Pros: Engaging plot and some good characters
Cons: Too many leaps of intuition; weird and a bit slow
Rating: 3 out of 5
An older man, Ralph, has been suffering from insomnia. Every morning he wakes up just a few minutes earlier than the previous night, and it’s taking its toll. He starts to suffer from apparent hallucinations: seeing auras around people and catching sight of two odd men whom no one else sees. Before long he finds out that he’s been unwittingly drafted into a battle over the disposition of souls–one in which he can’t really trust his recruiters, but the stakes are high enough that he doesn’t have much of a choice. His actions, after all, could save thousands of lives.
Stephen King’s Insomnia brilliantly conveys what it’s like to have severe insomnia. I had that problem for about half a year myself, and recognized so much of it in this book. Thoughts become disordered. Memories slide further and further out of reach. Everyone you talk to has a sure-thing remedy that they’re absolutely convinced will work for you, and which never does (and yet you try it anyway because you’re that desperate for relief). There are a lot of people apparently who find the book too slow to get into; I think the fact that the depiction of insomnia had so much resonance for me kept that material from seeming boring.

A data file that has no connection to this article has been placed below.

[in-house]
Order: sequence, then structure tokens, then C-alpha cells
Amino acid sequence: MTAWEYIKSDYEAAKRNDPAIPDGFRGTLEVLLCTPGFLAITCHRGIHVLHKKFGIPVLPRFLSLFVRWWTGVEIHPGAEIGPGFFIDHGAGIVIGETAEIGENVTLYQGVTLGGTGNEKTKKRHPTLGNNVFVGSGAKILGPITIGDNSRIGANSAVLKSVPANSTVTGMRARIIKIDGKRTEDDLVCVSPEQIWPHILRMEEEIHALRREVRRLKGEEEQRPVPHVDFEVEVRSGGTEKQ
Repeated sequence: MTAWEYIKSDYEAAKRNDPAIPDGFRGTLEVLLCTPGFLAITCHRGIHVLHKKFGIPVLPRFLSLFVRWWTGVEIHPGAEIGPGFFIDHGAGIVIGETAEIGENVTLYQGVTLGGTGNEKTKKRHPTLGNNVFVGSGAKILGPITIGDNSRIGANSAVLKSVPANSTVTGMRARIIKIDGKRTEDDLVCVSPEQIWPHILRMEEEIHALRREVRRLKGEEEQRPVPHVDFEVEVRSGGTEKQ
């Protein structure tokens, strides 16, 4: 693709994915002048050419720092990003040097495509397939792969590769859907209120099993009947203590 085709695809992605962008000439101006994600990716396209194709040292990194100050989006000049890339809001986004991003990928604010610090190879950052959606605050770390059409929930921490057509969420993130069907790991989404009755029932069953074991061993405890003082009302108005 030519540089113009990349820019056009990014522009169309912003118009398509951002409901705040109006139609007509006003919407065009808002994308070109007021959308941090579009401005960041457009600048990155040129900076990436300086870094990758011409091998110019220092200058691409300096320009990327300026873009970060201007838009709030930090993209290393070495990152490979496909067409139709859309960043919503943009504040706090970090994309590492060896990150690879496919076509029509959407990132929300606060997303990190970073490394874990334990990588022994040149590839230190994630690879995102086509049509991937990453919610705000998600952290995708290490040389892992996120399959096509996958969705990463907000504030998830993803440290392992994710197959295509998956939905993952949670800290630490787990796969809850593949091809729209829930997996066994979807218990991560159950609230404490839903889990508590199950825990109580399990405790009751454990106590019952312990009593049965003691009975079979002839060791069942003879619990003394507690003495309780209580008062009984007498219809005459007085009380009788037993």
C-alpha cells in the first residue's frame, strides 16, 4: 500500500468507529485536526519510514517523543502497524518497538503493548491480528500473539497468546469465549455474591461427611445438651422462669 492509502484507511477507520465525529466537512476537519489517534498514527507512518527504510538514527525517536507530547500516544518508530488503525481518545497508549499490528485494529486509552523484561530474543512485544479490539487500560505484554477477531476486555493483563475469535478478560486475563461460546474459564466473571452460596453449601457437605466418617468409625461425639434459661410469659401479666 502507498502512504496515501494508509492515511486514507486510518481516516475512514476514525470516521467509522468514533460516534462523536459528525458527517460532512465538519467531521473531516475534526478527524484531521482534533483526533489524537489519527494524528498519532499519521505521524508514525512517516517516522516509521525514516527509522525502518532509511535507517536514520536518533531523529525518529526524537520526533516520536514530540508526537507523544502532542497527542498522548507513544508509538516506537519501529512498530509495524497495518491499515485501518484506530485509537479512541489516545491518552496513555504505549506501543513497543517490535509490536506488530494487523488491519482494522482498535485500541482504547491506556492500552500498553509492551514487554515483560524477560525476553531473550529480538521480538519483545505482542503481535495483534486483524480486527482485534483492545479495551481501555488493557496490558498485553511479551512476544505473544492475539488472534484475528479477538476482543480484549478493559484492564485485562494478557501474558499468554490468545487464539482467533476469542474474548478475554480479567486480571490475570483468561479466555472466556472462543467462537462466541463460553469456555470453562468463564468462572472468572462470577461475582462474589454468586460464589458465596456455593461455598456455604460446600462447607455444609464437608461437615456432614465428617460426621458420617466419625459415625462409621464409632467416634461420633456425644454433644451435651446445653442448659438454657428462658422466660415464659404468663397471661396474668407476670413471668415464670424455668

Some of the characters have nice depth to them. I love seeing attraction between older people; it sometimes seems like love is reserved for the young in popular media. Unfortunately some of the side characters are nearly caricatures, and certainly seem like stock Stephen King characters. (It’s been a couple of years since I read any King and yet I still recognize some of his standard characters, because they’re just that familiar.)
King is great at making things vivid through detail. Again, some people will find that slow, but I love the way it draws me in and paints a picture.
I did have a couple of problems with the book. For one, there are some spots later on in the book where a couple of side characters bring Ralph and Lois up to speed on what’s going on, and that’s largely done through an extended info-dump. It’s heavy-handed and really does slow things down, much more so than the slow-winding details. The second problem is that the characters make too many realizations through bald leaps of ‘intuition’–it sometimes feels like a cheat. The author wants the characters to realize something but can’t find a good way to make it happen, so the character magically intuits what they need to know in order to get the job done. Some of that is okay, but when it happens a lot or happens with respect to major plot revelations, that makes things all too convenient and takes away from the feeling of accomplishment as the characters achieve their goals.